So let’s retell, relive, the central plot device one more time. Weatherman Phil Connors, of Channel 9, Pittsburgh, is dispatched one freezing February to the town of Punxsutawney, Pennsylvania. His assignment: to cover the Groundhog Festival, a strange bit of real-life pagan whimsy involving a groundhog, its shadow, and the possibility of six more weeks of winter. Phil (Murray) is bored and hostile; he flirts spikily with his producer, Rita (MacDowell), and bullies his cameraman; he disdains the cheery locals and their festivities (“hicks … morons …”); he spurns a dozen occasions to chat/connect/relate; he can’t wait to wrap up this piddling gig and get back to Pittsburgh. But a huge snowstorm—which he had predicted, with meteorological hubris, would pass by harmlessly—blocks his way home. Trapped in Punxsutawney for the night, comprehensively disaffected, he signs off and crashes out. When he wakes up the next morning, it’s Groundhog Day. Again. Same conditions, same people, same ritual. So it goes the morning after, and the morning after that, and on and on ad (apparently) infinitum. Phil is in a loop, a temporal locked groove. He’s stuck.
That’s the premise. It’s high-concept, but then, so was Franz Kafka. At early meetings between Rubin and Groundhog Day director Harold Ramis (with whom he collaborated on the screenplay), the two discussed the possibility of an external cause for Phil’s predicament—a magical clockmaker, maybe, or a gypsy’s curse. In the end, however, they thought it best to leave the recurrence of Groundhog Day unexplained. This was a profound creative decision. As in Kafka’s The Metamorphosis, the rupture with normality—the hex, the divine accusation, the black joke—has the appearance of arbitrariness. Gregor Samsa awakes one morning to discover that he has turned into a giant insect; Phil Connors awakes one morning to discover that the world is repeating itself. The onset is sudden. No reason is given. And yet, the rupture is not quite arbitrary: just as Gregor’s new beetle-life seems to have something to do with his stifling domestic circumstances and his awful job, so Phil’s stopped clock is all about his Phil-ness, his unrecognized despair. Depression, by its very nature, feels like the crime and the punishment at the same time: your primary relation to life is distorted, you are a stranger to gratitude and fidelity, your spirit sickens, and somehow—and this is the real pisser—you know it’s your own fault. We accept Phil’s never-ending Groundhog Day as a sentence passed upon his character, the net result of his accumulated misbehaviors in Punxsutawney.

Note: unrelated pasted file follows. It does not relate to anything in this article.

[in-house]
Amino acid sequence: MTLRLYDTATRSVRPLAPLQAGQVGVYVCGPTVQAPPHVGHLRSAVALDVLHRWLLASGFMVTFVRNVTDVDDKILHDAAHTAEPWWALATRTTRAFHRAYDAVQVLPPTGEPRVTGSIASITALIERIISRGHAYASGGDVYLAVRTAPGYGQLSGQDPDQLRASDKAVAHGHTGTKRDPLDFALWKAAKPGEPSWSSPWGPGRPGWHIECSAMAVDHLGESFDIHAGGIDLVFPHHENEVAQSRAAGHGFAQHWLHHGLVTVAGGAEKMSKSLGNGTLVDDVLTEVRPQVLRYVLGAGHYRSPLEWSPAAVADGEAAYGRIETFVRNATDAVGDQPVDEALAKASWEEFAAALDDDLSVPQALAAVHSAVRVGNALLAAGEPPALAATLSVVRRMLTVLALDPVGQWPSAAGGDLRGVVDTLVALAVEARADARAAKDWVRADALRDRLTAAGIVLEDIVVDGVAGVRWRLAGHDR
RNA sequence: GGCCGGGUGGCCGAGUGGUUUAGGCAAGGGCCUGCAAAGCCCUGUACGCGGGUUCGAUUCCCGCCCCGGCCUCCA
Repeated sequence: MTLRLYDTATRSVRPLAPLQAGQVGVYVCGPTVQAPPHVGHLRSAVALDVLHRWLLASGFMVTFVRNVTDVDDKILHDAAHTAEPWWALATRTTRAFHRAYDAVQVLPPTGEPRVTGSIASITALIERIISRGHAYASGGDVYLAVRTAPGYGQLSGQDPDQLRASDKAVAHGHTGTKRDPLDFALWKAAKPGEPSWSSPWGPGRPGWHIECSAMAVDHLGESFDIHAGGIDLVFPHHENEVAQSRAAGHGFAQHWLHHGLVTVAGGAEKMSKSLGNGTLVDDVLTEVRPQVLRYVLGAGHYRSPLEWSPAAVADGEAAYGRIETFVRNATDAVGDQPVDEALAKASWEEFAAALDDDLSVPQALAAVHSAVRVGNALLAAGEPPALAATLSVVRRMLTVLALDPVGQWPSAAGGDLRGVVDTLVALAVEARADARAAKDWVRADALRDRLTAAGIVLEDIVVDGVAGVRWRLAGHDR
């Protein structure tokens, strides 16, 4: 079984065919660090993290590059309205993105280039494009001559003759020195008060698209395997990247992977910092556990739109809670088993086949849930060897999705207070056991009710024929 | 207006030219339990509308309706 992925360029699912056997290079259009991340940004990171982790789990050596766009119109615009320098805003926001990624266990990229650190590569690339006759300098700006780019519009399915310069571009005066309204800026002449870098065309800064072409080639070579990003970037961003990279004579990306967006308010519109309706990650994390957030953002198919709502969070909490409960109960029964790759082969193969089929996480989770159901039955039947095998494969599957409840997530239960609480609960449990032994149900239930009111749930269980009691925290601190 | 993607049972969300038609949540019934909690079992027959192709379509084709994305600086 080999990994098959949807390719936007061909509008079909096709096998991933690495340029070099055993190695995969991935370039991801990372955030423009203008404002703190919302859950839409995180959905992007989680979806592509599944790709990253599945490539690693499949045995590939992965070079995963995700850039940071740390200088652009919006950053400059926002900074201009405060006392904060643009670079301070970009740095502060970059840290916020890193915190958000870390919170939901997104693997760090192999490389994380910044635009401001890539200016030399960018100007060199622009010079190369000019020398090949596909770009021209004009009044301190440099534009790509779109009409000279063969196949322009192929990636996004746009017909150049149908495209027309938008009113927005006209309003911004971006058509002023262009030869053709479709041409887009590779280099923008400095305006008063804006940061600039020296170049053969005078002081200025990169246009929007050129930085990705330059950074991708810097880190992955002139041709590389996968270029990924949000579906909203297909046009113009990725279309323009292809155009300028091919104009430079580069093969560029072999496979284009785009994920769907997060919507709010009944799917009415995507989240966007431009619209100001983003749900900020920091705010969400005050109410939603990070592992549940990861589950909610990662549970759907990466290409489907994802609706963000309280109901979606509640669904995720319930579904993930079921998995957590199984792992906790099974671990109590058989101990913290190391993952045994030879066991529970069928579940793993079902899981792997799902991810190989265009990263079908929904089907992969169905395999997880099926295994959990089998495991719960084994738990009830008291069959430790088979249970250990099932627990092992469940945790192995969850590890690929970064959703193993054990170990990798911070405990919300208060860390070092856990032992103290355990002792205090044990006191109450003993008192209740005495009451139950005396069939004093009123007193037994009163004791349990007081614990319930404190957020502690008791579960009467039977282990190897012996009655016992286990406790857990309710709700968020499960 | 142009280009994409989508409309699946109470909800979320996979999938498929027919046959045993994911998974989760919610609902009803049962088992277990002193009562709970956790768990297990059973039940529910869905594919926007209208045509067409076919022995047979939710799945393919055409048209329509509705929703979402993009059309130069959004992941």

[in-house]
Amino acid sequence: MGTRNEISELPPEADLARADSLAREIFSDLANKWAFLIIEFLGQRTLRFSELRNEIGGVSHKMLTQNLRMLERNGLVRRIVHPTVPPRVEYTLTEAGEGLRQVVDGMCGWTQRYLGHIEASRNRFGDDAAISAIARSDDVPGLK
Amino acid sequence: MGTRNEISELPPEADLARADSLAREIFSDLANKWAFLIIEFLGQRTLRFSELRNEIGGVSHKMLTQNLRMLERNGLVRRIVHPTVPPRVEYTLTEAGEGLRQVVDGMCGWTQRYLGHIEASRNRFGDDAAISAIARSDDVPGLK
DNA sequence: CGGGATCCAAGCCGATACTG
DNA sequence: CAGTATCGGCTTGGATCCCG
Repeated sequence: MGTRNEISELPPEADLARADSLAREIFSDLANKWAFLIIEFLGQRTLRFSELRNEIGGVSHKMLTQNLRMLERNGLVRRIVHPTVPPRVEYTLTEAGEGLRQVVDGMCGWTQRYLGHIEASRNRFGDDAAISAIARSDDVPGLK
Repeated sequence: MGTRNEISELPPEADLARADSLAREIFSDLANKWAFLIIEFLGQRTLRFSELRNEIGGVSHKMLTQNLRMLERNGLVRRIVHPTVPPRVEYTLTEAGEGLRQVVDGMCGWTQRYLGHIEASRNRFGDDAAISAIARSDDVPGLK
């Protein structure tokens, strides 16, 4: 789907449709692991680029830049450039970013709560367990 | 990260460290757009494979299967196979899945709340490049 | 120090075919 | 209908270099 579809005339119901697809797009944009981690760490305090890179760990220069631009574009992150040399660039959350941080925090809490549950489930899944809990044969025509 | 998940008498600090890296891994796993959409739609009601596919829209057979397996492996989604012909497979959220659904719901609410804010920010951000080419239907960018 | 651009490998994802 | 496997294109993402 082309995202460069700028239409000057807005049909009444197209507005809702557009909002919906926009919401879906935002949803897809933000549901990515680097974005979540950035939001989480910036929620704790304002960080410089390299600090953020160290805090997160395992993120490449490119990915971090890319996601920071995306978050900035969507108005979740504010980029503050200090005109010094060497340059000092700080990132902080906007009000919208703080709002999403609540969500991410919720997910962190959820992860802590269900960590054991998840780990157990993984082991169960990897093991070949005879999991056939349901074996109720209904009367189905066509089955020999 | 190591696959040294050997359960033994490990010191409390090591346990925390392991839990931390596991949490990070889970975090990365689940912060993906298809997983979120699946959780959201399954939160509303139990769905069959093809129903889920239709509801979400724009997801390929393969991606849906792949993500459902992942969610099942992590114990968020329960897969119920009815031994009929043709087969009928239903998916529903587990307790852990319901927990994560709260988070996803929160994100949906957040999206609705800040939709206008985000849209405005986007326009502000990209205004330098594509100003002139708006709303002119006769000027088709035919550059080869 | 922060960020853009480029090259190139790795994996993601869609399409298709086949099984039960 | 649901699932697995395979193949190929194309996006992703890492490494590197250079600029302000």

It’s time to talk about Bill Murray: the dimmer switch inside his face; the micro-delay in his reactions, like John Bonham dragging the beat; his genius for stillness and expressionlessness; his comic orbit, within which everything rotates at a pace of his choosing; his long loafer’s body, surprisingly strong in the calves and forearms—somewhere behind his navel is the hidden fulcrum of the universe. Which is why, you see, he had to play Phil Connors. Phil is egocentric. According to the goody-goody Rita, it is his “defining characteristic.” She quotes Sir Walter Scott at him, almost spitting the line: “The wretch, concentred all in self …” Egocentricity is bad: this is one of our modern sub-psychological pieties. It’s not nice to be OCD, it’s not nice to be passive-aggressive, and it’s not nice to be egocentric. But where exactly is the center to be, if not in the ego? Where, if not there, are we to be seated? Ego is the hub, the axis, and if you’re looking outside of it for some kind of numinous pivot point, well, now you’ve gone mad, or got religion. This is the philosophy of Phil Connors—and the philosophy of most of us, when you get right down to it. Deep inside his Groundhog Day, Phil knows everything, anticipates everything, every wrinkle and flicker on the face of Time. He sits on a wall, poised, almost meditative: “A gust of wind, a dog barks. Cue the truck.” The critic Tom Shone finds on Murray’s face “the unshockable expression of a man who knows exactly what everyone is about to say seconds before they say it. That's what deadpan is, essentially, a physiognomical register of omniscience.”